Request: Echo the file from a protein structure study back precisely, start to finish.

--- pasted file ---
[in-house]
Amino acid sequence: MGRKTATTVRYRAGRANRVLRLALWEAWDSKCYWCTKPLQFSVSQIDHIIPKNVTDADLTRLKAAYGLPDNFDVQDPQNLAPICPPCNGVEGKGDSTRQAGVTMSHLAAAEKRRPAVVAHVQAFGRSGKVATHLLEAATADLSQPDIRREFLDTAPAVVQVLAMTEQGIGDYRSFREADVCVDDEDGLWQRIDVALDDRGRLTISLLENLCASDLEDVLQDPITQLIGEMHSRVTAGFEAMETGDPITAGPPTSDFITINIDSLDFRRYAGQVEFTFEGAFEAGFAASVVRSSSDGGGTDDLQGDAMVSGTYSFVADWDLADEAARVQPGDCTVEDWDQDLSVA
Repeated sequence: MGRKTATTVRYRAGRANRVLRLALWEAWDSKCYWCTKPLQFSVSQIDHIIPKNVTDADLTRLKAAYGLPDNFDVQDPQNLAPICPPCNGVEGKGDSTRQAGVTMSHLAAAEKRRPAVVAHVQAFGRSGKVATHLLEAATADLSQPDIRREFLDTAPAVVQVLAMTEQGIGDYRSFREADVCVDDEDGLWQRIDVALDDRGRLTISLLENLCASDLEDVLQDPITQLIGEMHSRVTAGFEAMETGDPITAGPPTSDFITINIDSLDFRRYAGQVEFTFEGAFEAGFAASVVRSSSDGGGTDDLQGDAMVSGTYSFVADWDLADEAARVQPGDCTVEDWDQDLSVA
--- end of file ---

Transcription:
[in-house]
Amino acid sequence: MGRKTATTVRYRAGRANRVLRLALWEAWDSKCYWCTKPLQFSVSQIDHIIPKNVTDADLTRLKAAYGLPDNFDVQDPQNLAPICPPCNGVEGKGDSTRQAGVTMSHLAAAEKRRPAVVAHVQAFGRSGKVATHLLEAATADLSQPDIRREFLDTAPAVVQVLAMTEQGIGDYRSFREADVCVDDEDGLWQRIDVALDDRGRLTISLLENLCASDLEDVLQDPITQLIGEMHSRVTAGFEAMETGDPITAGPPTSDFITINIDSLDFRRYAGQVEFTFEGAFEAGFAASVVRSSSDGGGTDDLQGDAMVSGTYSFVADWDLADEAARVQPGDCTVEDWDQDLSVA
Repeated sequence: MGRKTATTVRYRAGRANRVLRLALWEAWDSKCYWCTKPLQFSVSQIDHIIPKNVTDADLTRLKAAYGLPDNFDVQDPQNLAPICPPCNGVEGKGDSTRQAGVTMSHLAAAEKRRPAVVAHVQAFGRSGKVATHLLEAATADLSQPDIRREFLDTAPAVVQVLAMTEQGIGDYRSFREADVCVDDEDGLWQRIDVALDDRGRLTISLLENLCASDLEDVLQDPITQLIGEMHSRVTAGFEAMETGDPITAGPPTSDFITINIDSLDFRRYAGQVEFTFEGAFEAGFAASVVRSSSDGGGTDDLQGDAMVSGTYSFVADWDLADEAARVQPGDCTVEDWDQDLSVA